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As Hurricane Matthew barrels towards Florida and the East Coast and is slated to have a direct hit at a Category 4 level, I pause and send my best wishes and support to all who have already been affected by the storm, as well as to all who are in the storm’s path! I wish you all safety and peace.

 

For me, it is a bit crazy to think that this time last year, I was living in Florida and could still be there preparing myself for the storm as it approaches. And while many may be worried about their homes or their possessions and whether they will weather the storm (sorry but not sorry: I’ve been waiting to use that phrase for what seems like forever), please do not forget the following:

 

  1. Insurance. It’s meant for times like this. I hope you have it! If so, don’t stress. If you don’t have insurance, I will be especially thinking of you (but once the storm passes, please get insurance)!
  2. Don’t focus on possessions, focus on life. Keep you and your loved ones safe. Chances are your names are not Poseidon, Storm, or Thor (although if it is, please say hi so I can tell you how AWESOME you are!). You won’t be able to walk outside, face the storm as it comes, strike fear into it, and prevent it from wrecking havoc. Possessions in this world come and go, but life is a one time shot. Keep your safety #1: We want to see you around for many more years to come!

 

No, I have never been in a Hurricane of that magnitude. However, I have been in rough storms before.

  • We buried my grandmother as Hurricane Hanna hit the East Coast (I think I threw out that entire suit, shoes, etc because it was soaked and I didn’t have time to clean and dry it before getting on the plane)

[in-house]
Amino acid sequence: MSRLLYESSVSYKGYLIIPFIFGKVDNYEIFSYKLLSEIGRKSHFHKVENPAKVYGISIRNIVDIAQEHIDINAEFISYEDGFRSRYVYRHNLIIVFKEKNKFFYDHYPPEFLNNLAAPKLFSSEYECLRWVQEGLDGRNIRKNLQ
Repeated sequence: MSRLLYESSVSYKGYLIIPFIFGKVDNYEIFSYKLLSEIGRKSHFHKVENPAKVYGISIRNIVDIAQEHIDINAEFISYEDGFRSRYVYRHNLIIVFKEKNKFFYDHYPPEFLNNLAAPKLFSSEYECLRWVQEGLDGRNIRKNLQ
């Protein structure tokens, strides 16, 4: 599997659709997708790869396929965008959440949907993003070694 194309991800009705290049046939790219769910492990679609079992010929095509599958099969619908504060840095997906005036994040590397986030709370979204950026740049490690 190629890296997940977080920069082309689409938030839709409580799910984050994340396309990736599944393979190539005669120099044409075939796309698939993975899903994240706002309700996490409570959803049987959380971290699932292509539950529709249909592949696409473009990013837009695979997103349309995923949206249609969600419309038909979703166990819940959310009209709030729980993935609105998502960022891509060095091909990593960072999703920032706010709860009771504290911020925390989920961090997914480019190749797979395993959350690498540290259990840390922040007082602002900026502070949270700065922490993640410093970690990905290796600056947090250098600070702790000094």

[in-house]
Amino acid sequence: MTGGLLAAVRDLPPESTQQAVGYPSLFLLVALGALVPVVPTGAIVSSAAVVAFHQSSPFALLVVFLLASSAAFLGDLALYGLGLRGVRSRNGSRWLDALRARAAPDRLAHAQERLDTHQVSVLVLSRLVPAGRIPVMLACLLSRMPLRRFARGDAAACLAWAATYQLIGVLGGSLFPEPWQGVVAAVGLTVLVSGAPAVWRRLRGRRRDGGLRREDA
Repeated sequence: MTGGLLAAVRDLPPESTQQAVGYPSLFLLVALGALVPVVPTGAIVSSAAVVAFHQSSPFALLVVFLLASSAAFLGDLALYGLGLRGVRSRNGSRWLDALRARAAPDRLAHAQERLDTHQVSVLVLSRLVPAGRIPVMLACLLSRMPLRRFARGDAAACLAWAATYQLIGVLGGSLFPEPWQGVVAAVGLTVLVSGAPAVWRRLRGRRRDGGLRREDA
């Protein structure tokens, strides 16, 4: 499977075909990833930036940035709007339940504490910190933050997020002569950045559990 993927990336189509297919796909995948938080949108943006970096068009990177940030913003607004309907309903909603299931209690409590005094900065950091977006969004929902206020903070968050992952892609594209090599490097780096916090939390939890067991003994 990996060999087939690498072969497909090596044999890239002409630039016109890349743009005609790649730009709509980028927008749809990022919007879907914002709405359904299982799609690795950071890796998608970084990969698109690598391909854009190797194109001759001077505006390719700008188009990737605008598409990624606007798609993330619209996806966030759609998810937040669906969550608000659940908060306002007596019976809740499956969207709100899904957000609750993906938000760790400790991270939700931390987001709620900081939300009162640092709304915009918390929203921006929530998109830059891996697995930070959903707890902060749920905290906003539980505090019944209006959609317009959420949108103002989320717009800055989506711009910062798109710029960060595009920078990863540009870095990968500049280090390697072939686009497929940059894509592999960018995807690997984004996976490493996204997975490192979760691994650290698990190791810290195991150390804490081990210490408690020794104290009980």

• I grew up in Tornado Alley, and so every summer we would experience Severe Thunderstorms, Tornado Watches, and Tornado Warnings. I was so happy when we finished off the basement of our home so that I wouldn’t have to keep sleeping on concrete during summer nights. In fact I moved down to the basement during the summer months just so that I could sleep and not worry about waking up to sirens and running down 2 flights of stairs before I thought the roof was going to blow off. We did have a tornado touch down in our neighborhood one summer, damaged our roof, and also ripped the neighbor’s brick chimney off the house and threw it into our driveway. We had to redo the entire driveway.
  • I’ve also experienced 5.0+ earthquakes, blizzards, and Hawaiian Tropical Storms (the hurricanes missed us thankfully).

 

The  point being: destruction comes in many different forms, but what has always remained is people’s ability to rebuild. It may seem overwhelming, but know that you are not alone. Our entire country will be keeping you in our thoughts and prayers, and we will be there to help offer you whatever support you need after the storm.

 

Be safe!

 

~R

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